Below are links to Snapshot Science’s chemistry teaching resources.
You may wish to take a look at the accompanying post for an idea of the inspiration for the resource and more details on how to use it in a lesson.
These resources are free to download and share. All I ask for in return is a comment to let me know how the resource was used and if it was useful.
Solutions, dissolving, KS2, KS3
Full instructions on how to make edible ‘diamonds’ out of sugar. Also contains questions tailored to the KS2 or KS3 curriculum. Can be used a class activity or homework.
plastic, polymerisation, bioplastic, resources, sustainability, KS4
Resource which can be used as a class activity or homework. It contains the story of how scientists have made plastics out of biogas and contains a few questions on polymerisation and biodegradable plastics that are linked to GCSE specifications.
Bonding, atomic structure, periodic table, atoms, elements, KS4
Worksheets for an engaging activity where students play the role of elements and find their ideal partner using speed dating (as well as working out atomic structure and drawing ionic compounds). For more detail on how to run the lesson, please visit the accompanying post.
Earth science, structure of the Earth, earthquakes, volcanoes, KS4
A PowerPoint presentation that introduces the story that scientists may in the future drill down through the Earth’s crust. Contains questions that would be a useful starter to a revision lesson on the structure of the Earth.
Models, particles, polymers, smart materials, KS4
A two slide Powerpoint which asks students who have been studying the particle model of solids, liquids and gases can predict how this material works as a way of applying their knowledge.
Earthquakes, plate tectonics, seismic waves, KS4
This Powerpoint contains a starter, class discussion points and a group task asking students to think about what caused the New Zealand Earthquake.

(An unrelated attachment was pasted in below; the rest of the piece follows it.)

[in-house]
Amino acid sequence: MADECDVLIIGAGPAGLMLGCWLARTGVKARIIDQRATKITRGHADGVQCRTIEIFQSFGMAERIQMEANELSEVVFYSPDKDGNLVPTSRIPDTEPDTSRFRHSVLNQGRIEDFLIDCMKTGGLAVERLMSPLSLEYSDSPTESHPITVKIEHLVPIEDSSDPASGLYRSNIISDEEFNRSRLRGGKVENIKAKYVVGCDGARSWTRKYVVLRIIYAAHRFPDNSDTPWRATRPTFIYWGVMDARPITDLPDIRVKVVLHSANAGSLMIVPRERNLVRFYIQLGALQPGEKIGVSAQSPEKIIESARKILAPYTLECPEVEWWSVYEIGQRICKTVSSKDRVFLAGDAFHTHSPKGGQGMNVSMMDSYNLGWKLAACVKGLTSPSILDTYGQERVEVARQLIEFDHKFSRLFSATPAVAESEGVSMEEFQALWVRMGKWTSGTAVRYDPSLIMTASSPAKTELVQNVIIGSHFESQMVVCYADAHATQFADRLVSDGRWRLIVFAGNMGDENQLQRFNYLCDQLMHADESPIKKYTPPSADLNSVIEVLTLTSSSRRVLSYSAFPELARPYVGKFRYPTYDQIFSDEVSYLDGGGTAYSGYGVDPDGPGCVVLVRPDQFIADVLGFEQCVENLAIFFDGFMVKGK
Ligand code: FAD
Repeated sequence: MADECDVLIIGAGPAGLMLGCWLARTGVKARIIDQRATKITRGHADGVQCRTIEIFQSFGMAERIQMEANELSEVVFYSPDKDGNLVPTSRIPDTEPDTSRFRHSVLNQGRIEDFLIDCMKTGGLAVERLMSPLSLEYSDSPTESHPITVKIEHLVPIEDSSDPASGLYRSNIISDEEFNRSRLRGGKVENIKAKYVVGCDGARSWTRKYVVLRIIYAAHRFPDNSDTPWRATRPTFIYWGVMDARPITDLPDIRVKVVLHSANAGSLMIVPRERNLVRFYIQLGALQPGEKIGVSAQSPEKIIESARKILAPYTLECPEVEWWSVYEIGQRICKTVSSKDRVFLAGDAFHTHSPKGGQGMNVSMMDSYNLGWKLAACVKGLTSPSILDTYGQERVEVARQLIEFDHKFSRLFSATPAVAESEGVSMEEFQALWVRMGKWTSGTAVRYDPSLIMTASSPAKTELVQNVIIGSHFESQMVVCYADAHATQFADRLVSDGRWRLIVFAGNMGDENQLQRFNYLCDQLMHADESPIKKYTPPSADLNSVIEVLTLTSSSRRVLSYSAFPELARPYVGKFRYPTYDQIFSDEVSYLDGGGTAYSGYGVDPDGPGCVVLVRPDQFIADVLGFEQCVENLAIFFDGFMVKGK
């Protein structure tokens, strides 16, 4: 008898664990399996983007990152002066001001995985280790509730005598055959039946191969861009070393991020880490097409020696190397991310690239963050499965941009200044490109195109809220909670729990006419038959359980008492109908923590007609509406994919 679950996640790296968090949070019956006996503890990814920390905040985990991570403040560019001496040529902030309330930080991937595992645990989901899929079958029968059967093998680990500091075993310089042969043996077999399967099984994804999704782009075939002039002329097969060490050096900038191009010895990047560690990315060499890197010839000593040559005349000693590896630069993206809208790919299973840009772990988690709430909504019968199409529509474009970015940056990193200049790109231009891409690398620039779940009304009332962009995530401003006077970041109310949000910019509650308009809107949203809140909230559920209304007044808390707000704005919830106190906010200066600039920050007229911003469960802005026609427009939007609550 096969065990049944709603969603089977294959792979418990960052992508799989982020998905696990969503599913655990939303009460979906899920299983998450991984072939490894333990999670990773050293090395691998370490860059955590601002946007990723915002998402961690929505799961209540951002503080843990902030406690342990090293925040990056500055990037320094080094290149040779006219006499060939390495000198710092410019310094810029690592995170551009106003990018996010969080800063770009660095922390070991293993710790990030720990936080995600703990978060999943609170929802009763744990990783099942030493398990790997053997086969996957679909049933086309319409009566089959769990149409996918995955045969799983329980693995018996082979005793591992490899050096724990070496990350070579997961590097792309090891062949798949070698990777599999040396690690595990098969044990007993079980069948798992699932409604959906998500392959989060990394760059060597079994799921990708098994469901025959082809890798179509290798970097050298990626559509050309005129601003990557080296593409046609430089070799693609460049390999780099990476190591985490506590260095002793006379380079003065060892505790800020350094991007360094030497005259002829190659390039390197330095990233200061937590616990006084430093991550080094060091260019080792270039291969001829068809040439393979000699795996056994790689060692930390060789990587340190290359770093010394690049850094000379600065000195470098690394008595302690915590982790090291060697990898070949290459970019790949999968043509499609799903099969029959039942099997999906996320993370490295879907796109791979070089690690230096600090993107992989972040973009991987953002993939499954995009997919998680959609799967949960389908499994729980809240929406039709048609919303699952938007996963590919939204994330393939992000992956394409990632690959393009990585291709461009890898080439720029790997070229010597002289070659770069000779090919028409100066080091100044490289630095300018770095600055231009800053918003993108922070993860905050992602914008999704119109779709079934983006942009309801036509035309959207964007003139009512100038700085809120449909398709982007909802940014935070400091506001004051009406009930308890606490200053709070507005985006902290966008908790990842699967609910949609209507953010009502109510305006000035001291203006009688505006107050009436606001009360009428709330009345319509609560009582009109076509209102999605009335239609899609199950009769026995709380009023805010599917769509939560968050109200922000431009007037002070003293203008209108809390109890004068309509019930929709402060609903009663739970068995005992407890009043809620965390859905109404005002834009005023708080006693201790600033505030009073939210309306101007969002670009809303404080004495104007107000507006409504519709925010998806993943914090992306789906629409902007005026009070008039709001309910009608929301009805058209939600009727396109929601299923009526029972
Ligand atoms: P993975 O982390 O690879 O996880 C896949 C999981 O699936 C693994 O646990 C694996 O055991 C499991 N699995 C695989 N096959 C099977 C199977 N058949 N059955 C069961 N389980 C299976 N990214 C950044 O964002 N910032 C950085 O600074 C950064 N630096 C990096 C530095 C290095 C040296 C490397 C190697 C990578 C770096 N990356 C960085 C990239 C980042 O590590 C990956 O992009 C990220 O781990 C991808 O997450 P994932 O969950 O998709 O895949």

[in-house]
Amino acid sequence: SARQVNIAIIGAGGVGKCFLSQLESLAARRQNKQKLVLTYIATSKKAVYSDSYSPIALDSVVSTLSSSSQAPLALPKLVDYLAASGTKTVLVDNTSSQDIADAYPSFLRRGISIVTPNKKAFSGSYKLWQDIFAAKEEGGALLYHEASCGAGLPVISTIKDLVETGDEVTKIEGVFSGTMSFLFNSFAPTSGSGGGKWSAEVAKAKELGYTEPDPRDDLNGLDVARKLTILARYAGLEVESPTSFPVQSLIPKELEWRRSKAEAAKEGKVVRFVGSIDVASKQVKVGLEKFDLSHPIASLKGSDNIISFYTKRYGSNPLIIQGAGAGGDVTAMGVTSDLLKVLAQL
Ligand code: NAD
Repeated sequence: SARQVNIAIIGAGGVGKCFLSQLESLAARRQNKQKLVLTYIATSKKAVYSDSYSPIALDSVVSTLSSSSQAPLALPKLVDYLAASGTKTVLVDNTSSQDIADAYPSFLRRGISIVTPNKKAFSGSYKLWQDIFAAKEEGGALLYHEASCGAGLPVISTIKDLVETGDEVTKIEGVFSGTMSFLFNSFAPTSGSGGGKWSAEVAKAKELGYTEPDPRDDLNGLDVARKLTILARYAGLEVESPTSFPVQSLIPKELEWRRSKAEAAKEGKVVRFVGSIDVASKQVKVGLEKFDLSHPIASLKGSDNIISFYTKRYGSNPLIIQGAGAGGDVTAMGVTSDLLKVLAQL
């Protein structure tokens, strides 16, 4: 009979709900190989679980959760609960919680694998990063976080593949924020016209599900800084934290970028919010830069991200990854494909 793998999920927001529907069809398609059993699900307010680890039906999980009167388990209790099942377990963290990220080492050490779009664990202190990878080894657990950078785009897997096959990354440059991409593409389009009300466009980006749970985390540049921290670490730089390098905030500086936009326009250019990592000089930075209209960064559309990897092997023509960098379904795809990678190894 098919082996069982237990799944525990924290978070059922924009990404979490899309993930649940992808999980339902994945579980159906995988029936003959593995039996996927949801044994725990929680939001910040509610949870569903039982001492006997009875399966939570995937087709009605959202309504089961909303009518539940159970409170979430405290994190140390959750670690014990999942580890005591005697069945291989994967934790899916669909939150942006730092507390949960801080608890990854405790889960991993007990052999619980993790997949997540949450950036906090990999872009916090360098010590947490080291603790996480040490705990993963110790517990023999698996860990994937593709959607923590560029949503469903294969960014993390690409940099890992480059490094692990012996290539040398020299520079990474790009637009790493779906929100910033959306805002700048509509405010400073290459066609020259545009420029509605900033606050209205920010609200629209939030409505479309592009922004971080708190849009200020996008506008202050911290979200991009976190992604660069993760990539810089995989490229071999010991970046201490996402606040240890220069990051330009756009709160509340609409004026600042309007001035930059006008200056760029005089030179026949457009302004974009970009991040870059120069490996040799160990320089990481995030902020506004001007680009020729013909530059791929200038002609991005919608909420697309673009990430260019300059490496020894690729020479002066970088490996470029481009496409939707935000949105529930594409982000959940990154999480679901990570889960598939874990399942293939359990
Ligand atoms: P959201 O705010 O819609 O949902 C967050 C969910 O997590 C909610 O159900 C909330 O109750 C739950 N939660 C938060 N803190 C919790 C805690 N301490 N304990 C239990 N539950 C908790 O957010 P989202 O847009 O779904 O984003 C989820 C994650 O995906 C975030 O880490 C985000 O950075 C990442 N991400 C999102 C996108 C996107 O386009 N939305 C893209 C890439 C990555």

Moles, molarity, RMM, organic molecules, KS4, KS5
This Powerpoint contains a starter where students calculate the RMM of the active chemical in chillies – capcaisin. There are two versions – one which gives the structural formula for KS4 and the other which shows the structure for KS5. It also contains an activity where students use their understanding of how to calculate moles and molarity to find out if the new British chilli holds the record for the world’s hottest.
Giant covalent structures, covalent bonding, KS4
A one slide PowerPoint that could be used as a plenary for a lesson on giant covalent structures after students have learnt about diamond and graphite. Students are shown the structure of graphene and then are asked to predict why it has the useful properties of it being lightweight, strong, transparent and a good electrical conductor.
Chemical reactions, physical changes, KS3
A good starter for a KS3 lesson on chemical reactions. Students are shown many examples of things they might see at a Bonfire night party and then asked to discuss in pairs which are chemical reactions. The answers are then revealed. The students could then be asked to discuss what the signs were for each being a chemical reaction and why the others are classed as physical changes.